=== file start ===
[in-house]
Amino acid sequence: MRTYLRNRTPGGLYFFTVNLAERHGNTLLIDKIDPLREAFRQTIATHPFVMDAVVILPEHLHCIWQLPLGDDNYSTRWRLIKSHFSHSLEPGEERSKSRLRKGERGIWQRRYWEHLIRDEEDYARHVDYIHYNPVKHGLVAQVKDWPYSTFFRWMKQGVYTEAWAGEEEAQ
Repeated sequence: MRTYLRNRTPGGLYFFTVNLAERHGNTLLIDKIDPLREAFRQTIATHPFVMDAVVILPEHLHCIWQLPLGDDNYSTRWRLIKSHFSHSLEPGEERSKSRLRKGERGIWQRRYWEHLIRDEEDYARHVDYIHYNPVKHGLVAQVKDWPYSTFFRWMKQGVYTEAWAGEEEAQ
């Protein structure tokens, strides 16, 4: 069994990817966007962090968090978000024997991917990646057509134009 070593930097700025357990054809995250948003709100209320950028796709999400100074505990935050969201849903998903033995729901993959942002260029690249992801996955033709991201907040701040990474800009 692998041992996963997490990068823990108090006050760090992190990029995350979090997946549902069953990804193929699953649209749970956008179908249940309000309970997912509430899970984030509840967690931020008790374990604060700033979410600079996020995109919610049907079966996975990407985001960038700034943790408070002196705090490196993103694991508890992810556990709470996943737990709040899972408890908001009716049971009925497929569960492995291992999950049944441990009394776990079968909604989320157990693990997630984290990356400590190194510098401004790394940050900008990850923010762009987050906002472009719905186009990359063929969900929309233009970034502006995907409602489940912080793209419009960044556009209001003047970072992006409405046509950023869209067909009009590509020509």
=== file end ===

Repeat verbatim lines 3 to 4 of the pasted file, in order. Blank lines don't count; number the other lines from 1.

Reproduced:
Repeated sequence: MRTYLRNRTPGGLYFFTVNLAERHGNTLLIDKIDPLREAFRQTIATHPFVMDAVVILPEHLHCIWQLPLGDDNYSTRWRLIKSHFSHSLEPGEERSKSRLRKGERGIWQRRYWEHLIRDEEDYARHVDYIHYNPVKHGLVAQVKDWPYSTFFRWMKQGVYTEAWAGEEEAQ
């Protein structure tokens, strides 16, 4: 069994990817966007962090968090978000024997991917990646057509134009 070593930097700025357990054809995250948003709100209320950028796709999400100074505990935050969201849903998903033995729901993959942002260029690249992801996955033709991201907040701040990474800009 692998041992996963997490990068823990108090006050760090992190990029995350979090997946549902069953990804193929699953649209749970956008179908249940309000309970997912509430899970984030509840967690931020008790374990604060700033979410600079996020995109919610049907079966996975990407985001960038700034943790408070002196705090490196993103694991508890992810556990709470996943737990709040899972408890908001009716049971009925497929569960492995291992999950049944441990009394776990079968909604989320157990693990997630984290990356400590190194510098401004790394940050900008990850923010762009987050906002472009719905186009990359063929969900929309233009970034502006995907409602489940912080793209419009960044556009209001003047970072992006409405046509950023869209067909009009590509020509």